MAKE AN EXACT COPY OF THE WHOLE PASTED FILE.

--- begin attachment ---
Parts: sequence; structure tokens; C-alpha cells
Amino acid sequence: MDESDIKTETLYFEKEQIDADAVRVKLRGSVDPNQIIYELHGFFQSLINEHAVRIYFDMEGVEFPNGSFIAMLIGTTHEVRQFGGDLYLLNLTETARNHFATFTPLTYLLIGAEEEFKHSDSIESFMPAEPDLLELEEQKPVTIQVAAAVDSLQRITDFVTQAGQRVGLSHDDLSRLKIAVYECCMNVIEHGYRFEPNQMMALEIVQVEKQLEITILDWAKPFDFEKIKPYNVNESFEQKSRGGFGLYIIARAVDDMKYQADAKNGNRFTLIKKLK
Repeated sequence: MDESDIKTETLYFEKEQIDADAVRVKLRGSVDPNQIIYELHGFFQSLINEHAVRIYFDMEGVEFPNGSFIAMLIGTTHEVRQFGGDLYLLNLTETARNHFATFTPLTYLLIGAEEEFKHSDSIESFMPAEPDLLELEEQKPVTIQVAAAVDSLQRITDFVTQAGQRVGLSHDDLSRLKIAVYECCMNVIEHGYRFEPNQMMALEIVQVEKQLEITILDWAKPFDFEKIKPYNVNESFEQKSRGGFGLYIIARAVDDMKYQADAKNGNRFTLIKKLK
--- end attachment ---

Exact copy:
Parts: sequence; structure tokens; C-alpha cells
Amino acid sequence: MDESDIKTETLYFEKEQIDADAVRVKLRGSVDPNQIIYELHGFFQSLINEHAVRIYFDMEGVEFPNGSFIAMLIGTTHEVRQFGGDLYLLNLTETARNHFATFTPLTYLLIGAEEEFKHSDSIESFMPAEPDLLELEEQKPVTIQVAAAVDSLQRITDFVTQAGQRVGLSHDDLSRLKIAVYECCMNVIEHGYRFEPNQMMALEIVQVEKQLEITILDWAKPFDFEKIKPYNVNESFEQKSRGGFGLYIIARAVDDMKYQADAKNGNRFTLIKKLK
Repeated sequence: MDESDIKTETLYFEKEQIDADAVRVKLRGSVDPNQIIYELHGFFQSLINEHAVRIYFDMEGVEFPNGSFIAMLIGTTHEVRQFGGDLYLLNLTETARNHFATFTPLTYLLIGAEEEFKHSDSIESFMPAEPDLLELEEQKPVTIQVAAAVDSLQRITDFVTQAGQRVGLSHDDLSRLKIAVYECCMNVIEHGYRFEPNQMMALEIVQVEKQLEITILDWAKPFDFEKIKPYNVNESFEQKSRGGFGLYIIARAVDDMKYQADAKNGNRFTLIKKLK